Hunterdon County Federated Republican Women Uncategorized Student Loan Forgiveness: A Slap in the Face to Blue-Collar Americans

Student Loan Forgiveness: A Slap in the Face to Blue-Collar Americans

Federal student loan repayment requirements were suspended several times since 2020 due to the economic challenges caused by the pandemic, regardless of whether the borrower’s job was impacted by COVID-19.  On August 24, 2022, the Biden-Harris Administration took the moratorium on student loan repayments one step further by announcing their “Student Debt Relief Plan.” The plan, which is being implemented without a vote by Congress, provides up to $20,000 in loan forgiveness for federal student loan borrowers.  The program is not limited to the poor.  The national median family income is barely $80,000.  Meanwhile, the Biden plan benefits borrowers whose household income is less than $250,000, or individual income is under $125,000.  In other words, those with the highest income trajectory are eligible to have their debts wiped away, at taxpayer expense.

According to the nonpartisan Committee for a Responsible Federal Budget, the program is estimated to cost the government roughly half a trillion dollars.  To wrap your brain around that amount of money – there are 12 zeros are in a trillion dollars: $1,000,000,000,000.  In addition to the debt forgiveness plan, the administration also extended the COVID moratorium on student loan repayments for an additional four months, at a cost of another $20 billion.  An analysis performed by the prestigious Penn Wharton School of Business indicates that approximately 71% of the debt forgiven benefits the top 60% wealthiest households in the country. 

Democrats have been pushing for student debt relief for years.  How is this program fair to the millions of blue-collar Americans who chose to enter a trade or start their own business instead of attending college?  Will the government also offer to pay off the loans that they took out to purchase their first set of tools?  Doubtful.  How is this program fair to those Americans who worked to pay for their own education, or scrimped and saved to pay for their children’s college tuition?  Personally, I was lucky enough to start saving for my children’s education shortly after they were born.  Some of my neighbors did not have that luxury.  However, others chose to take expensive vacations and lease pricey cars instead of responsibly saving for their child’s education.   Biden’s student loan plan is a boon for those who acted irresponsibly and sticks those who paid their own way with the bill. 

Many economists forecast that the cancellation of student debt will increase inflation significantly, since more dollars will flood the market, chasing too few goods.  Moreover, the move could encourage colleges to raise their already sky-high tuition rates even more.  Larry Summers, the Treasury Secretary under the Clinton Administration, pointed out that increasingly generous federal subsidies (including loans) have prompted universities to dramatically increase their tuition and fees since 1991-92.  My own alma mater, Villanova University, now charges over $77,000 annually for tuition, room, and board.  When I graduated in 1991, the tuition was approximately $14,000 – a 450% increase in 30 years!  Canceling more student debt is sure to make a college degree even less affordable.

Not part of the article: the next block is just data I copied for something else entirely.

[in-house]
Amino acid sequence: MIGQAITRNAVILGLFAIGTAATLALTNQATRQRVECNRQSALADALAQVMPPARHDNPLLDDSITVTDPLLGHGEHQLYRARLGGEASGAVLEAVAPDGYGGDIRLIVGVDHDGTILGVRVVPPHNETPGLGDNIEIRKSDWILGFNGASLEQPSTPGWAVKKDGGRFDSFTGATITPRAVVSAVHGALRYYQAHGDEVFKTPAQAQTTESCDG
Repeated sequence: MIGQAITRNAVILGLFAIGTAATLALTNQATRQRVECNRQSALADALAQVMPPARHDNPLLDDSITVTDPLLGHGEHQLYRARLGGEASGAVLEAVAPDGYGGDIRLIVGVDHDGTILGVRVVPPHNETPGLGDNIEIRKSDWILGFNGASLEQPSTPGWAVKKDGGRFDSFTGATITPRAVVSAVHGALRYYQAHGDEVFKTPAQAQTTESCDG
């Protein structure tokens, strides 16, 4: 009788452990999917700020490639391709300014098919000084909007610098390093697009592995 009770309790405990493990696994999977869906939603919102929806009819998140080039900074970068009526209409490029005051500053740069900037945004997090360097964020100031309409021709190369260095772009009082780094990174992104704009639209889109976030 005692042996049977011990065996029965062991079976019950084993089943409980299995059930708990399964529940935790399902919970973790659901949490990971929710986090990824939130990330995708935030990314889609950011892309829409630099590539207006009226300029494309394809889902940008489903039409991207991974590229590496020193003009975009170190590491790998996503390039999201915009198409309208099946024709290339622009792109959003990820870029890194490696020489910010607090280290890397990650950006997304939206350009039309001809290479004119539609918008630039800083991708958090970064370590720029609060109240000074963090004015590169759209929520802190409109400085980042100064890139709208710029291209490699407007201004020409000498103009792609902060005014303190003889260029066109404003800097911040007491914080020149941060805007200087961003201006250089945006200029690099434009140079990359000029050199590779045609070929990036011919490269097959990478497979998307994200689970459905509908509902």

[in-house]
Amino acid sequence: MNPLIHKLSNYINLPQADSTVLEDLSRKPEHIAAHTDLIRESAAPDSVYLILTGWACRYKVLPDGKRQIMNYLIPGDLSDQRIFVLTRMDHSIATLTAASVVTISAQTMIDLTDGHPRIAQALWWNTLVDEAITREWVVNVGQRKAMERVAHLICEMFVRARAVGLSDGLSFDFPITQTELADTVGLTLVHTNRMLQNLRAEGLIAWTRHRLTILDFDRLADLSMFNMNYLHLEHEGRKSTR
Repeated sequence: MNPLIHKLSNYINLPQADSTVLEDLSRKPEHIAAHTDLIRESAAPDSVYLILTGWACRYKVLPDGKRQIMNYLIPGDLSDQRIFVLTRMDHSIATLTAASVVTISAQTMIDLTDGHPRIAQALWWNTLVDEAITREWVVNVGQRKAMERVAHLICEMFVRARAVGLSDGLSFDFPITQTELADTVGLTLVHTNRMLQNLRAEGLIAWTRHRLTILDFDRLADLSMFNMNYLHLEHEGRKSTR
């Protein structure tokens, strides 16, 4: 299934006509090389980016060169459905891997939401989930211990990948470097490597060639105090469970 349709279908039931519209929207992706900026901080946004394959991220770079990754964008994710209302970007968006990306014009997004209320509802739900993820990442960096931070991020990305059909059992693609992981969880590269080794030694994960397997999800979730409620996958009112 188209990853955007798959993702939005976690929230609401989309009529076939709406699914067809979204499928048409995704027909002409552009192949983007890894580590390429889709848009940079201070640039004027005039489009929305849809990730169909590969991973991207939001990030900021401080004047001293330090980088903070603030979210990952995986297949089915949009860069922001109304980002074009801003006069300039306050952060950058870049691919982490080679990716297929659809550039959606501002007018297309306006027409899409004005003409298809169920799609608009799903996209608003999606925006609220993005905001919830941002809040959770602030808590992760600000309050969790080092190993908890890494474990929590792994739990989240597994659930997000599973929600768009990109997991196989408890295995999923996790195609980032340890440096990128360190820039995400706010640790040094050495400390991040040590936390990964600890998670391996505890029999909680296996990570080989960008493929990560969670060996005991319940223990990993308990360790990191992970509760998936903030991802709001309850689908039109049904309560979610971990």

One argument being floated in favor of student loan forgiveness is to compare it to the paycheck protection program [“PPP] instituted during the COVID-19 pandemic.  That comparison simply does not hold water.  During the pandemic, the government forced businesses to close and offered loans to encourage them to keep workers employed.  Nobody is forced to enroll in an expensive university and/or major in a useless subject which is unlikely to yield a good paying job which would enable a student to pay off his or her own student loans.  This massive give-away to student loan recipients bears no resemblance to the PPP, which helped businesses to survive when the economy was placed into an artificial coma by those state governments which forced people to stay home during the pandemic. 

The Student Debt Relief Plan may have another unintended consequence: encouraging borrowers to postpone entering the workforce on a full-time basis, since they will no longer be required to work to pay off their debts.  Businesses are already having difficulty hiring qualified employees.  This program will likely exacerbate the unprecedented labor shortages.

One cannot turn on the evening news without hearing some commentator or politician lament about our democracy being in danger.  It certainly is – but not because any citizen is being denied the right to vote, which would violate federal law.  The following quote has been attributed to both Alexis de Tocqueville and Alexander Fraser Tytler:

“A democracy cannot exist as a permanent form of government. It can only exist until the voters discover that they can vote themselves largesse from the public treasury. From that moment on, the majority always votes for the candidates promising the most benefits from the public treasury with the result that a democracy always collapses over loose fiscal policy, always followed by a dictatorship. . .”

Perhaps it is hyperbolic to insinuate that a politician is attempting to buy votes with a half-trillion gift out of the treasury, three months prior to an election.  However, sometimes the simplest explanation is the correct one.  

Remember this ill-conceived plan in November and vote Republican.

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